A short burst of exercise enhances the consolidation of memories in both healthy older adults and those with mild cognitive impairment, according to new research.
According to scientists with the University of California Irvine’s Center for the Neurobiology of Learning & Memory, most research has focused on the benefits of a long-term exercise program. But they decided to examine the immediate effects of a brief bout of exercise on memory.
In the study, post-doctoral researcher Dr. Sabrina Segal and colleagues had people between the ages of 50 and 85 with and without memory deficits view pleasant images, such as photos of nature and animals. Then subjects exercised on a stationary bicycle for six minutes at 70 percent of their maximum capacity.
An hour later, the participants were given a surprise test on the images. Results showed a striking enhancement of memory in both the healthy and cognitively impaired adults, compared with people who did not ride the bike.
“We found that a single, short instance of moderately intense exercise particularly improved memory in individuals with memory deficits,” Segal said. “Because of its implications and the need to better understand the mechanism by which exercise may enhance memory, we’re following up this study with an investigation of potential underlying biological factors.”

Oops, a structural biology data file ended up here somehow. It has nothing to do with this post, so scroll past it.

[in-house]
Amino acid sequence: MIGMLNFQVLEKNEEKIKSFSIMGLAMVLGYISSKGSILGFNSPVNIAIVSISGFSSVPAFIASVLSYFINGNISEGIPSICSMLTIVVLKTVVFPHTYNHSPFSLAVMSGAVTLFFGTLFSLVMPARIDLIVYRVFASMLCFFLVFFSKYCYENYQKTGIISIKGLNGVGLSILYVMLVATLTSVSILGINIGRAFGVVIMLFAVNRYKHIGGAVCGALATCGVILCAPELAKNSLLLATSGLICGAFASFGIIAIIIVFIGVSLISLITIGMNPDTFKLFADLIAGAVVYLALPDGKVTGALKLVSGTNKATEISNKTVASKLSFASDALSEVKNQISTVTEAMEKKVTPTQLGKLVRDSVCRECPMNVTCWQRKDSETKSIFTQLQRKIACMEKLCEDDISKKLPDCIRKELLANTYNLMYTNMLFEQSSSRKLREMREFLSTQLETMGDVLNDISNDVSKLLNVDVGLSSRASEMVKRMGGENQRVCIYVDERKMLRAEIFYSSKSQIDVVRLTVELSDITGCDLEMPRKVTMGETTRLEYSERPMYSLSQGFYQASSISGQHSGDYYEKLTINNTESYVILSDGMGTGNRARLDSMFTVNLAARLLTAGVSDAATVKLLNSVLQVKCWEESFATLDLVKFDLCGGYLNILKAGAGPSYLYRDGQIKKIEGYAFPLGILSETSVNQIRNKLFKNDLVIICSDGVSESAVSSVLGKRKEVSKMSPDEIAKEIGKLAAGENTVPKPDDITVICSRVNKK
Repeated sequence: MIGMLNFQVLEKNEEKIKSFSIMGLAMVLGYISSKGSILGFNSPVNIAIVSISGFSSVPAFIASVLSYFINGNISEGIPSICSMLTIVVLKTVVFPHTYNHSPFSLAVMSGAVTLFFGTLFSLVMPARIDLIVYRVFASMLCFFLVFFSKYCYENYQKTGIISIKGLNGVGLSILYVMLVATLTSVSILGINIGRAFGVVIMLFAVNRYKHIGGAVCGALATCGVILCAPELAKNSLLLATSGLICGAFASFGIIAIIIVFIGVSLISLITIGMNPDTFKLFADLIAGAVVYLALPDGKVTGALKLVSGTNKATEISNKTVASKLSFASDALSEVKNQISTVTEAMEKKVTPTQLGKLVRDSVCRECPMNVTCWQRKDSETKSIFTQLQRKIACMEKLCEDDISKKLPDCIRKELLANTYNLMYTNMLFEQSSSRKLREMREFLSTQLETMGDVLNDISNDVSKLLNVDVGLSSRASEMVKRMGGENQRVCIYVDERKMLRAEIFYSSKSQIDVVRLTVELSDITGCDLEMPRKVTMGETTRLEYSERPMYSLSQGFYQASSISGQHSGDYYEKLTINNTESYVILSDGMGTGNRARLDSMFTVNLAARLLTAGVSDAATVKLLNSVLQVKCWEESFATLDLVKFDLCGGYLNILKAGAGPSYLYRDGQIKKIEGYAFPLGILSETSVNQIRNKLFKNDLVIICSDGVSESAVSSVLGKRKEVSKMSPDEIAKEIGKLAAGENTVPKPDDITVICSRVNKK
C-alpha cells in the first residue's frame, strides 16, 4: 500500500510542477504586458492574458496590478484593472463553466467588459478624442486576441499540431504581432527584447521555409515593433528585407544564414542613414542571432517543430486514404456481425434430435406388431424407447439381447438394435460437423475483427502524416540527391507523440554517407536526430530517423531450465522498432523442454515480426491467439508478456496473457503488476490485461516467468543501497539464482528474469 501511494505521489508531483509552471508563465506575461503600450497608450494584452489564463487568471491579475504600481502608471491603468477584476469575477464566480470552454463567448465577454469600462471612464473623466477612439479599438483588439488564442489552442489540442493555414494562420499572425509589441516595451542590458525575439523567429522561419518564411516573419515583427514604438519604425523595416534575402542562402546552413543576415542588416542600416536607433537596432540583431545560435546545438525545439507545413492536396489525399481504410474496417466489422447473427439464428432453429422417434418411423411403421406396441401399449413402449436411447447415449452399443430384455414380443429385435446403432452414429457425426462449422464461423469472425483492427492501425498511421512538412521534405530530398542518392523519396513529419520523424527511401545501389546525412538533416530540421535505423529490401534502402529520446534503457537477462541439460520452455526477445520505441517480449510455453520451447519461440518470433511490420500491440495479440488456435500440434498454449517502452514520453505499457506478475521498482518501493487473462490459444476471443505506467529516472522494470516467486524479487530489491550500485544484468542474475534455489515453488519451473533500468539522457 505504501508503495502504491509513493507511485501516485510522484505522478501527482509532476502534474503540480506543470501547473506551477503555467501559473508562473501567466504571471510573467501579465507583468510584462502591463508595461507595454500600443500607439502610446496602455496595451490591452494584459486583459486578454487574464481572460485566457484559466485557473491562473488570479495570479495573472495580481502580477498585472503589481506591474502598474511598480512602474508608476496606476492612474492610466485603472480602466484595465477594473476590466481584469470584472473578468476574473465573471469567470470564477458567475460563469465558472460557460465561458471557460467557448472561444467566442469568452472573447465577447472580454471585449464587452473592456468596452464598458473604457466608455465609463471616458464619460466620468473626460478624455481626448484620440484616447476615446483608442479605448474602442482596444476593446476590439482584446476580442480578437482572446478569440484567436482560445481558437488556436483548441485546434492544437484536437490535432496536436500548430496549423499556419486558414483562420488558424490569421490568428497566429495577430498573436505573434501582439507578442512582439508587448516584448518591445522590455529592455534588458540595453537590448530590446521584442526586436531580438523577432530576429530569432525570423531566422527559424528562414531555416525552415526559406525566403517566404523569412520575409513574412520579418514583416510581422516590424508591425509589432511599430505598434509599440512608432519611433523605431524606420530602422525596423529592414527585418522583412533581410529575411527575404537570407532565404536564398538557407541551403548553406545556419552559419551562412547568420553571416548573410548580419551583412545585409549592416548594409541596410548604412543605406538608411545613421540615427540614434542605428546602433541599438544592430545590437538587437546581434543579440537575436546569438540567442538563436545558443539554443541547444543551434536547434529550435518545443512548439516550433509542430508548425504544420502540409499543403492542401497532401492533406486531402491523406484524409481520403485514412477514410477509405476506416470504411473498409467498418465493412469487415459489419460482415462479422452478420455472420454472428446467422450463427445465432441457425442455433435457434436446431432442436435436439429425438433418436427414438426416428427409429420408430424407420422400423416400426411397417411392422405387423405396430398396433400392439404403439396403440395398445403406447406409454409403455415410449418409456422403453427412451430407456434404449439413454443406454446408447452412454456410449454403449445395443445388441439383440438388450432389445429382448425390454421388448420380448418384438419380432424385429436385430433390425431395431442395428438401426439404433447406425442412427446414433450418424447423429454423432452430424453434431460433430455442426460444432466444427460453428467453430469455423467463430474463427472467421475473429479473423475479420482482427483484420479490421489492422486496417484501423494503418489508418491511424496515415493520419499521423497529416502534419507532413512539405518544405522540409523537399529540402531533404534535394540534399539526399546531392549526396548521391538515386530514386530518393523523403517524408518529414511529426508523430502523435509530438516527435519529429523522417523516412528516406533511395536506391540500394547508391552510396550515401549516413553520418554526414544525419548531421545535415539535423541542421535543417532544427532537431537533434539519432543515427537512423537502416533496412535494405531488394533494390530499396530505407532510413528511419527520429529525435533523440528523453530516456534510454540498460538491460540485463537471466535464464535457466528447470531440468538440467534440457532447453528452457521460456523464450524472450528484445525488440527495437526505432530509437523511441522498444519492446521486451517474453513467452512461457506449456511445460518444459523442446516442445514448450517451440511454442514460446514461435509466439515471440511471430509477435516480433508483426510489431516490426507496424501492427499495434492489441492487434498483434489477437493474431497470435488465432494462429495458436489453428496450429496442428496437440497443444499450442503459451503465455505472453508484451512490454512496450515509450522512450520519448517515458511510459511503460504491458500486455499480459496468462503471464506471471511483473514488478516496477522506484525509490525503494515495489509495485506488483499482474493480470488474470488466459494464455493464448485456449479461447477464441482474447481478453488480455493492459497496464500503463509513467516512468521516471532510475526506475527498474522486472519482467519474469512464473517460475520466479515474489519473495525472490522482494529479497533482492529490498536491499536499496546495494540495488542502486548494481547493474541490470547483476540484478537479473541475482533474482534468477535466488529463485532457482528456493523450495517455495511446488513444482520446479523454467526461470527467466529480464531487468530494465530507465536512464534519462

She said she believes the improved memory may be related to the exercise-induced release of norepinephrine, a chemical messenger in the brain known to play a role in memory modulation.
This hypothesis is based on previous work demonstrating that increasing norepinephrine through pharmacological manipulation sharpens memory and that blocking norepinephrine impairs memory, she explained.
In the latest research, the scientists discovered that levels of salivary alpha amylase, a biomarker that reflects norepinephrine activity in the brain, significantly increased in participants after exercise.
This correlation was especially strong in people with memory impairment, the researchers noted.
“The current findings offer a natural and relatively safe alternative to pharmacological interventions for memory enhancement in healthy older individuals, as well as those who suffer from cognitive deficits,” Segal noted. “With a growing population of the aged, the need for improvement of quality of life and prevention of mental decline is more important than ever before.”
The study’s co-authors were Carl Cotman and Lawrence Cahill.
Study results were published in the Journal of Alzheimer’s Disease.
Source: University of California, Irvine